The Florida Senate approved a bill in a unanimous vote on March 16 that would create a special 10-member task force charged with investigating unmarked African-American cemeteries across the state.
The bill would also require lawmakers to draft a report with suggestions on how to memorialize the burial sites. However, it must still pass the Florida state House according to reports.
“A good community does not run from its history,” Sen. Janet Cruz (D-Tampa) told the newspaper. “Our state shouldn’t run from its history, either.”
The state launched a similar task force on abandoned and neglected cemeteries back in 1998, according to previous reports.
Under the new measure, $50,000 would be allocated for a memorial at Zion Cemetery, which is believed to be Tampa’s first all-Black graveyard. The site was paved over for public housing apartments decades ago, and it was all but forgotten until recently. Another $50,000 would also be set aside for a public memorial at the King High School campus, also in Tampa, where the mid-20 century Ridgewood Cemetery once stood.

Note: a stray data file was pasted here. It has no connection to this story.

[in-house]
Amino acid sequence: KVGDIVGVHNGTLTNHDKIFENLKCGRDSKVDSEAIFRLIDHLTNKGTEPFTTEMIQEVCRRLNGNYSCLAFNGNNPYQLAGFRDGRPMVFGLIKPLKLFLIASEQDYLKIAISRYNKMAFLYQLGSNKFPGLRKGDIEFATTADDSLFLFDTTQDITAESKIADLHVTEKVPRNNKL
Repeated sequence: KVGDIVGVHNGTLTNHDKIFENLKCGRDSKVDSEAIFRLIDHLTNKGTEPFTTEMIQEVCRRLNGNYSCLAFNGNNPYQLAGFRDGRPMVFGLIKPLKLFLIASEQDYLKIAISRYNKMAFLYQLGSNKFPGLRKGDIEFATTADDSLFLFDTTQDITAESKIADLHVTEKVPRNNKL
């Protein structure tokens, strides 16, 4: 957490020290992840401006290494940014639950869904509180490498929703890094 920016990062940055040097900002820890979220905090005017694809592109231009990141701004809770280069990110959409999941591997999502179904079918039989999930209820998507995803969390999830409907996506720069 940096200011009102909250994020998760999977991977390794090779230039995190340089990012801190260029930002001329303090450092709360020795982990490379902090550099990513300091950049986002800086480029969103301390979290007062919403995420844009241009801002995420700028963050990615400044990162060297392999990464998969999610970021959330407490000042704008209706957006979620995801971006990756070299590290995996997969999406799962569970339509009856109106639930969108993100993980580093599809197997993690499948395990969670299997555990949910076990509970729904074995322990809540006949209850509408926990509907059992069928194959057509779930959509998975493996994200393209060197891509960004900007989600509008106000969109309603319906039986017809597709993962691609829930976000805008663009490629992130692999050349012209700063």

Evidence of the graveyards was found just last year, and archaeologists stumbled upon yet another “lost” Black burial site in early March, marking the third such discovery in the Tampa Bay area since August 2019.
Officials said the possible graves, located under a Pinellas County School District parking lot, are just 2.45 to 5.62 feet below the surface. And there could be more nearby, according to a report by Cardno, the firm hired by the school board to conduct the search.
With Senate Bill 220, lawmakers hope to uncover more of these forgotten gravesites so they’re forgotten no more.
“It’s my hope that for Floridians who [were] not provided dignity respect and equal protection in their life nor in their death will be honored and memorialized appropriately as we seek to fully understand this tragic piece of Florida’s history,” said Cruz, who’s sponsoring the bill.
The measure would further require the Florida Department of State to work with Florida A&M University and the University of South Florida to identify possible descendants of those buried at the sites.